THEATRE / Out with the old, in with the new - As a director, Steven Pimlott has always shied away from new writing, choosing to fix his imagination on the classics instead. But, as Michael Arditti reports, not any more . .

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The Independent Culture
When Max Stafford-Clark directed The Recruiting Officer at the Royal Court in 1988, it was only his second classical production in 20 years. Indeed, so crucial was the presence of a living playwright to his working method that he compensated by writing a letter to the play's late author, George Farquhar, at the end of each day.

The exact opposite is true of Steven Pimlott, who has enjoyed an equally distinguished career directing Moliere and Sondheim at the National, Shakespeare and Eliot at Stratford, Mozart and Puccini at the Coliseum, Andrew Lloyd Webber on Broadway and yet has never attempted a new play. This is about to change. He is currently preparing not just one but two premieres: Michael Hasting's Unfinished Business for the Royal Shakespeare Company, and Phyllis Nagy's Butterfly Kiss at the Almeida.

After reading English at Cambridge, Pimlott became a staff producer at the English National Opera and, since then, has maintained a delicate balance between theatre, primarily in the regions, and opera worldwide. Most of the new work that he has been offered has been operatic and he is clear about his reasons for rejecting any other. 'I've never had confidence in texts - rather than music - which I've always felt to be too cryptic.'

When it came to new plays, his lack of confidence lay in his own judgement. 'I'm sure that there are people who can read new plays and immediately recognise the quality. I feel that I can't; that's why I've never done them. I used to work out what a play was about in the study; now I trust to the rehearsal room. This makes it harder to do new plays because it's more of a leap in the dark.'

While Stafford-Clark felt the need of a playwright so strongly that he had to 'resurrect' one, Pimlott approached collaboration with Hastings, the distinguished author of Tom and Viv and Lee Harvey Oswald, with unease. 'I was afraid that he'd have all the answers, nervous that I'd feel inhibited or even superfluous. That hasn't been the case at all. He's present all the time but not in the least proprietorial. He's enabled us to discover connections and resonances and never once said, 'This is what I mean.' '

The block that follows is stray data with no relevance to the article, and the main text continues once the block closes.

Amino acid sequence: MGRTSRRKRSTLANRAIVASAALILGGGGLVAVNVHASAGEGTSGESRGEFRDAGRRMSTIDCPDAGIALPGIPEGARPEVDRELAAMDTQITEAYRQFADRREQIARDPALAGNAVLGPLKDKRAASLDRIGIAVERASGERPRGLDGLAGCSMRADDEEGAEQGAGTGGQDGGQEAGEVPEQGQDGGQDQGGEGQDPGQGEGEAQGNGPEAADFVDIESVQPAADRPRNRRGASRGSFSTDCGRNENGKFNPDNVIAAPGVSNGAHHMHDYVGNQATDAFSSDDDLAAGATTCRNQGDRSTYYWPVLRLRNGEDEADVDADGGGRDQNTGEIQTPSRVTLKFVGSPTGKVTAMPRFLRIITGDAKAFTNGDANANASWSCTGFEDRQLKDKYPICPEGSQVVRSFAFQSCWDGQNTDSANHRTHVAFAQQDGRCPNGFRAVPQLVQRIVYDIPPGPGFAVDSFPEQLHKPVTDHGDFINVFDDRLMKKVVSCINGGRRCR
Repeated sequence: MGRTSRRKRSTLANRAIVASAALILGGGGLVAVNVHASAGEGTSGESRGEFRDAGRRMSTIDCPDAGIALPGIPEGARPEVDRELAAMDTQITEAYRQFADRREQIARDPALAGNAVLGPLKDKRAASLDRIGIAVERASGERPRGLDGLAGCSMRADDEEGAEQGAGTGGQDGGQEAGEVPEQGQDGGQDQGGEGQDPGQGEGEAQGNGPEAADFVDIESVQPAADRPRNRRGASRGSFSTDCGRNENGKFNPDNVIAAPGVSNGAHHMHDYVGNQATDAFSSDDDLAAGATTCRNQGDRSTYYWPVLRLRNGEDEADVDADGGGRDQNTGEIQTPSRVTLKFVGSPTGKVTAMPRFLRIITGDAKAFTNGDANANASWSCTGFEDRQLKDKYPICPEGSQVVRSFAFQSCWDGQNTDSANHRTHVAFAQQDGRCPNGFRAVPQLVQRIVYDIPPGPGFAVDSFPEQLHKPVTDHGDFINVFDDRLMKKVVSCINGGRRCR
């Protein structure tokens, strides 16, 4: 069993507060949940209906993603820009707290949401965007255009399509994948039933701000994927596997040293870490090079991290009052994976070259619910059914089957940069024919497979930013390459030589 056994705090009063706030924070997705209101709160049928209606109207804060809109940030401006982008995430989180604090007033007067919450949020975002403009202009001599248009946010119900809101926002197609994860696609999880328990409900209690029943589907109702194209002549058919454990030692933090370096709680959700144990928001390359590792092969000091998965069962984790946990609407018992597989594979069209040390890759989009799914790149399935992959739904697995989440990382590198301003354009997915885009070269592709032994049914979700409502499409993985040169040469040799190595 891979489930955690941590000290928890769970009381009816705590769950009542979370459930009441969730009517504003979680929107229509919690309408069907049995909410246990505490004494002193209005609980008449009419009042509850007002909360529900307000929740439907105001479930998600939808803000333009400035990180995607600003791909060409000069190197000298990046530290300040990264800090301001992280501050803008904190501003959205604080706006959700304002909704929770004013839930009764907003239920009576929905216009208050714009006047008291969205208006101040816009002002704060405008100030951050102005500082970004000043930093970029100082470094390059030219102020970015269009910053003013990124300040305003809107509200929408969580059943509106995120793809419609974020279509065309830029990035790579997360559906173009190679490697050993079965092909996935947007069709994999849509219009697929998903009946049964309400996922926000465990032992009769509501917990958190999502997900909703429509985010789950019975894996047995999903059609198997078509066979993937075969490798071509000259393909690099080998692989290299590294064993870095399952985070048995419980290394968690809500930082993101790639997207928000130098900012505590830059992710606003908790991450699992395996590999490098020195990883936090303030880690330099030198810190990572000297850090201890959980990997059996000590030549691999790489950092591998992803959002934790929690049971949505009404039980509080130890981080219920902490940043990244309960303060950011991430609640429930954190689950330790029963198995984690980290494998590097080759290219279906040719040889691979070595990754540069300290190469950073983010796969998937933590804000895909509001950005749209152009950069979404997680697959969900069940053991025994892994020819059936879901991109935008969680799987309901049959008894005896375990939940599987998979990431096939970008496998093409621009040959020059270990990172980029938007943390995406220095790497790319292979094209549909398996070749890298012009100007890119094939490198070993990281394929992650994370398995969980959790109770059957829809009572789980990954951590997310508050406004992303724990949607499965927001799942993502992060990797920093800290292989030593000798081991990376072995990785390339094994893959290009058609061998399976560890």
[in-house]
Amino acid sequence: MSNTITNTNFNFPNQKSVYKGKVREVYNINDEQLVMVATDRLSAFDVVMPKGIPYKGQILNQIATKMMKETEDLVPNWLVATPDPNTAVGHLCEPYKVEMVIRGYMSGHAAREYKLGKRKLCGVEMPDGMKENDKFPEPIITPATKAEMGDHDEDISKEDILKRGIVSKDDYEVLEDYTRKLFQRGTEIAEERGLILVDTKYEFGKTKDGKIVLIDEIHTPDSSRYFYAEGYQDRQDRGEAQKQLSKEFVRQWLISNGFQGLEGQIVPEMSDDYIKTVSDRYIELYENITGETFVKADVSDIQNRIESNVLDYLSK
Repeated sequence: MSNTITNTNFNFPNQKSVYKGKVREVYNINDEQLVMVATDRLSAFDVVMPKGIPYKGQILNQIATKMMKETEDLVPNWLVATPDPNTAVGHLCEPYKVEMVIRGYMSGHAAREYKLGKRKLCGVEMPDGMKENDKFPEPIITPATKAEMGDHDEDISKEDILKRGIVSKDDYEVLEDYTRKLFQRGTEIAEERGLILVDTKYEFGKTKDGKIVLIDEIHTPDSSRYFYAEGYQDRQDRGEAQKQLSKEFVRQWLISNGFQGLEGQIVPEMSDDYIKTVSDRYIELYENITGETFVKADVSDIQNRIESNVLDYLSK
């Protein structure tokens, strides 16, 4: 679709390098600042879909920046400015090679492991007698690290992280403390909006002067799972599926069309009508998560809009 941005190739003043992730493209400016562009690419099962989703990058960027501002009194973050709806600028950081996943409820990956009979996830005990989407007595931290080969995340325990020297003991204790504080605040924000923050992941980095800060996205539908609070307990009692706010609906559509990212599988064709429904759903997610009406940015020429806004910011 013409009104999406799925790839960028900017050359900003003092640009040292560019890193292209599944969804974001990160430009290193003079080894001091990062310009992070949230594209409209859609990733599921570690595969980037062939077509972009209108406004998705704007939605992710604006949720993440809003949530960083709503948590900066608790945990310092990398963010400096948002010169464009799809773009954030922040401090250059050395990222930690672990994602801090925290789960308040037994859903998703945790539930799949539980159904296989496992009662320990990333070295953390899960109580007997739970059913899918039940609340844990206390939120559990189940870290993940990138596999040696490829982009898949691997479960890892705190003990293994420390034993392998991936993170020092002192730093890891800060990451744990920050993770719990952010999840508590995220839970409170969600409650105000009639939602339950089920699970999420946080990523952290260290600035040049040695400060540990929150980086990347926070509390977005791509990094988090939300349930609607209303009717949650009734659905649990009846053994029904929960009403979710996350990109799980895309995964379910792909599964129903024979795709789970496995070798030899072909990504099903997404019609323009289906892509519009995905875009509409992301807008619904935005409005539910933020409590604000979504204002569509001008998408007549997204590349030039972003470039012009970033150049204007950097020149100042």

The obvious advantage in working with a living writer is the chance to make changes; and yet Pimlott's training in the classics has deterred him from exploiting it. 'I'm slightly nervous of the wasted energy of constant rewrites. My tendency as a director is to make it work. Michael is a very literary writer; the play is a highly finished artefact and it has not seemed appropriate to me to ride rough-shod over it.'

On the other hand, he relishes the break from working on pieces that are so buried in preconceptions that the rehearsal period becomes 'like cleaning an old master, taking turps to it and seeing if it's brown or perhaps scarlet'. And he is enjoying the sense that working on a new play is like tapping into the zeitgeist. 'In Unfinished Business, the central character is a fascist, though the play is not interested in politics per se, but rather in the psychology of fascism. A key line is, 'The last battle is between capitalism and the fascist state.' Three quarters of the way through rehearsal, we had both the Gatt talks and the Zhirinovsky thing in Russia and I'm sure that people will think that lines reflect that but, in fact, the first draft was written before the Wall came down. What is exciting is how the rehearsal period seems to take on the quality of the news. That is certainly not the case if you are doing Coriolanus.'